Why does the shell get stuck to the seedling?
Every Cannabis grower has had to deal with a seed’s shell getting stuck to the newly sprouted plant. It’s not a major issue, but if left too long it can cause damage to your young seedling.
In this guide I will explain how to remove the seeds outer shell from the seedling without causing any damage to the plant.
If the shell is still too difficult to remove after applying some water, repeat the process again.
How to remove the seed shell from a Cannabis seedling
When you plant a newly germinated seed into soil the hypocotyl (basically the stem) grows through soil and reaches for the light. As it pushes up through the soil the outer shell should detach, but sometimes it doesn’t and it gets stuck.
The most common reason for the shell getting stuck is not potting your seeds deep enough. If the hypocotyl doesn’t have to push through much soil then there’s less movement and friction to detach the shell.
Seeds don’t need light to germinate. In fact, too much light can decrease their likelihood of popping. You only need to worry about providing light once your seedlings actually emerge from the soil. But make sure to start with low light intensity before gradually increasing over time.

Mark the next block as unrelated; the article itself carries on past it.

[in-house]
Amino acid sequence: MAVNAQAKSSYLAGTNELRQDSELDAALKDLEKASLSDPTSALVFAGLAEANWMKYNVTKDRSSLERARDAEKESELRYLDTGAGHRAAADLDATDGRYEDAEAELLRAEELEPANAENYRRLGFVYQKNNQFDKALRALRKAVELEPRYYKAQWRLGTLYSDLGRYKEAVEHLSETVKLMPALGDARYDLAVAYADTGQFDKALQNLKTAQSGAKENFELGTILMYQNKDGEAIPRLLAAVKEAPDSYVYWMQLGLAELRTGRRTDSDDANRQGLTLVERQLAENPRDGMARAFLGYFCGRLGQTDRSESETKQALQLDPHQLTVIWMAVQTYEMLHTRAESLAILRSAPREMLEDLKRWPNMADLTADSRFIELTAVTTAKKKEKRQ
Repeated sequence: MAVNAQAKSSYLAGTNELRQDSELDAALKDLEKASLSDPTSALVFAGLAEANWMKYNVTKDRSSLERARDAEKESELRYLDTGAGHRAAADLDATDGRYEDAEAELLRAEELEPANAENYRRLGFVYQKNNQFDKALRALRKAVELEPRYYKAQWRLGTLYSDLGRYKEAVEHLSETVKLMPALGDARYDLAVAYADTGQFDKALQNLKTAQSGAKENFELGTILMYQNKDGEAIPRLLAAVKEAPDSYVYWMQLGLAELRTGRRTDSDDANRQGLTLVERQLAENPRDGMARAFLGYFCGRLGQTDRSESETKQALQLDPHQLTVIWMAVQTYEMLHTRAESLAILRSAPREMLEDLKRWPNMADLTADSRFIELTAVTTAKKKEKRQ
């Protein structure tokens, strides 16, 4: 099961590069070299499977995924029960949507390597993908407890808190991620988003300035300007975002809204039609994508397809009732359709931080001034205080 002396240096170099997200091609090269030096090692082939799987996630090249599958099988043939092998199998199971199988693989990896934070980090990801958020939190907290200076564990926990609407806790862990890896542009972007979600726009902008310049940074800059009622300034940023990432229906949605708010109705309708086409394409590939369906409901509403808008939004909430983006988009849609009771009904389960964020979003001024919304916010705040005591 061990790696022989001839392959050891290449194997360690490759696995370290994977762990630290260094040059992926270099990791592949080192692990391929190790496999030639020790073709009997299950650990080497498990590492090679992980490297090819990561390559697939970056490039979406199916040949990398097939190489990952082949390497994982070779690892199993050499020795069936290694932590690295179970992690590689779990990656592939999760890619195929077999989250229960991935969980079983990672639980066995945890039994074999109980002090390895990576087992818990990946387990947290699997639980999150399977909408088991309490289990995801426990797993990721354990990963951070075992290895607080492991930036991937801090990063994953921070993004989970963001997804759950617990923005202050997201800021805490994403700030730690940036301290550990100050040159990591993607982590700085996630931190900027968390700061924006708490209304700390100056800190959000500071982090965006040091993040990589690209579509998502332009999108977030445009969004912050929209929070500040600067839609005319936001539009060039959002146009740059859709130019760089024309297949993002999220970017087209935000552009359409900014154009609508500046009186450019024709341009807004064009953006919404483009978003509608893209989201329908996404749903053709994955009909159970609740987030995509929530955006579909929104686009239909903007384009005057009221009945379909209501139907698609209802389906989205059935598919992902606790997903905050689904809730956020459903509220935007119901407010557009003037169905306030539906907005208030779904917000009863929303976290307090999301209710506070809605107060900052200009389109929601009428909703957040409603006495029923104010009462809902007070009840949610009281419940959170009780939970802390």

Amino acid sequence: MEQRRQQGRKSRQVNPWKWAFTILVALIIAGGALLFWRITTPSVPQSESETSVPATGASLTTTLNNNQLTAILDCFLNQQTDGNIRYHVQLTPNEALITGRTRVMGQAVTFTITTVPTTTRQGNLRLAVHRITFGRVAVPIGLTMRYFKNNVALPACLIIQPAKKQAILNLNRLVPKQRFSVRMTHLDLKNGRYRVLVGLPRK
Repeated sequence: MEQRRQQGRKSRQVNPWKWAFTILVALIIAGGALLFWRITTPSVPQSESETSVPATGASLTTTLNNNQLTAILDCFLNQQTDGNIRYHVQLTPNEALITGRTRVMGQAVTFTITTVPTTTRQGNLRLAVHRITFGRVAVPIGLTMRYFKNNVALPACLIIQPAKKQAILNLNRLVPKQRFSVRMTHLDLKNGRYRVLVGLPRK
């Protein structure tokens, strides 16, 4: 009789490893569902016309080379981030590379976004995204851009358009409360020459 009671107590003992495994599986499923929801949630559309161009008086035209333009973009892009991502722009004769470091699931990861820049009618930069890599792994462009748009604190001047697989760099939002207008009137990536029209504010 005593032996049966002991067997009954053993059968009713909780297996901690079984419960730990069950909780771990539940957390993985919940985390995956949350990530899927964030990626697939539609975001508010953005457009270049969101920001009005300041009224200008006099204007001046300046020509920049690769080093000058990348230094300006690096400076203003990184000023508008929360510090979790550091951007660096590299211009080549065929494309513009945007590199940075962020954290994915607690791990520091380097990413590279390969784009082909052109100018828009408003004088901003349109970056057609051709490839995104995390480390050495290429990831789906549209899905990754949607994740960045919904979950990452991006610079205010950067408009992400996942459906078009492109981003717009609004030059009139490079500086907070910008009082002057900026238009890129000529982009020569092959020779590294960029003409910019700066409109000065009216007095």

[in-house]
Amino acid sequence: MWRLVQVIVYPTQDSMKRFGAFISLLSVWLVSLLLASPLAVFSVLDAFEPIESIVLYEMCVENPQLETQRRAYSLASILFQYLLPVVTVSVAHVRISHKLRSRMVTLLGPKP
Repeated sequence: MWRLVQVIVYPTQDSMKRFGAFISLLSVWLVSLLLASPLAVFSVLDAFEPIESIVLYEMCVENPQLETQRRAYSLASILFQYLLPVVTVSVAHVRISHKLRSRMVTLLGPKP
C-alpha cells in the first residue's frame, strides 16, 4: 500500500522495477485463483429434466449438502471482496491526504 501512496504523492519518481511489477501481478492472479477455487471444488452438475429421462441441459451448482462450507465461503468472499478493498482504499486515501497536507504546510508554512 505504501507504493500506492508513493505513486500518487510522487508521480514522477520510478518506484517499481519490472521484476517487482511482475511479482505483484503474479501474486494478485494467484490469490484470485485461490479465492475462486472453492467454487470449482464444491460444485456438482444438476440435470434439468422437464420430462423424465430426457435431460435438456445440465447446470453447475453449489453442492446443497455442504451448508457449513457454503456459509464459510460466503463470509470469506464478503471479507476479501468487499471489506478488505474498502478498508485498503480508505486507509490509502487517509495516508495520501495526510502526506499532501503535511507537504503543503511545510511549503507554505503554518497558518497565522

To prevent spoiling your seeds, avoid unnecessary handling. Use clean gloves and some disinfected tweezers or something similar. This will greatly minimise the risk of your seeds being contaminated.
If you’re germinating indoors and temperatures are too high, see whether you can get it cooler with some fans or by opening windows. If that doesn’t work, consider an air conditioner for your grow room to keep temperatures at bay.
13. TOO MUCH LIGHT
For more information on storing your cannabis seeds properly, see our blog on How To Preserve Seeds.
There are a whole lot of things that can prevent cannabis seeds from germinating. Here are some of the most common reasons why your seeds may not “pop”:
While tap water may be okay for more mature cannabis plants, it can be a problem for seeds and seedlings. Tap water contains chlorine, fluoride, and salts that can be detrimental to healthy growth and may even prevent seeds from sprouting altogether.
Likewise, when temperatures are too low, this can introduce a whole host of its own problems, including inhibiting seeds from sprouting. Colder temperatures also increase the risk of other plant diseases. What to do about it? If you want to grow outdoors, don’t set plants outside too early. Instead, germinate indoors and allow your seedlings to grow for a few weeks.